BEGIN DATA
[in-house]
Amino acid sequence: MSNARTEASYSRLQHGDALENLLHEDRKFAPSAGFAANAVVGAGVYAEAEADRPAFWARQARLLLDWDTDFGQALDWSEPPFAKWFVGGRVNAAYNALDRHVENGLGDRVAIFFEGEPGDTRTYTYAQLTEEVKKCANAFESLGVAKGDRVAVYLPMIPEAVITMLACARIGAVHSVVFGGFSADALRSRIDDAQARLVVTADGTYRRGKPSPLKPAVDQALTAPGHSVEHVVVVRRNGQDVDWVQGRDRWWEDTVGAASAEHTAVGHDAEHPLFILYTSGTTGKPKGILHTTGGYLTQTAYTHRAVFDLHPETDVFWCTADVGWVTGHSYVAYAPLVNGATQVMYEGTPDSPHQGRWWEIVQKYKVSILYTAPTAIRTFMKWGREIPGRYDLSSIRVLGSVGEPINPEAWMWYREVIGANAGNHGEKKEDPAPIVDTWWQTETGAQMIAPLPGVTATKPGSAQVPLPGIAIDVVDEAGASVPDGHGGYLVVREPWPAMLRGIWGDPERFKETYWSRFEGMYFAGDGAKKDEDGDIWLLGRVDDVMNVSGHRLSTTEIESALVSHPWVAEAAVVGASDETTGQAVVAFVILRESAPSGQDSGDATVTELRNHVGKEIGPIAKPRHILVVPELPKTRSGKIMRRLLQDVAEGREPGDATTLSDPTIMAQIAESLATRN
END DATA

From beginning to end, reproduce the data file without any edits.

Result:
[in-house]
Amino acid sequence: MSNARTEASYSRLQHGDALENLLHEDRKFAPSAGFAANAVVGAGVYAEAEADRPAFWARQARLLLDWDTDFGQALDWSEPPFAKWFVGGRVNAAYNALDRHVENGLGDRVAIFFEGEPGDTRTYTYAQLTEEVKKCANAFESLGVAKGDRVAVYLPMIPEAVITMLACARIGAVHSVVFGGFSADALRSRIDDAQARLVVTADGTYRRGKPSPLKPAVDQALTAPGHSVEHVVVVRRNGQDVDWVQGRDRWWEDTVGAASAEHTAVGHDAEHPLFILYTSGTTGKPKGILHTTGGYLTQTAYTHRAVFDLHPETDVFWCTADVGWVTGHSYVAYAPLVNGATQVMYEGTPDSPHQGRWWEIVQKYKVSILYTAPTAIRTFMKWGREIPGRYDLSSIRVLGSVGEPINPEAWMWYREVIGANAGNHGEKKEDPAPIVDTWWQTETGAQMIAPLPGVTATKPGSAQVPLPGIAIDVVDEAGASVPDGHGGYLVVREPWPAMLRGIWGDPERFKETYWSRFEGMYFAGDGAKKDEDGDIWLLGRVDDVMNVSGHRLSTTEIESALVSHPWVAEAAVVGASDETTGQAVVAFVILRESAPSGQDSGDATVTELRNHVGKEIGPIAKPRHILVVPELPKTRSGKIMRRLLQDVAEGREPGDATTLSDPTIMAQIAESLATRN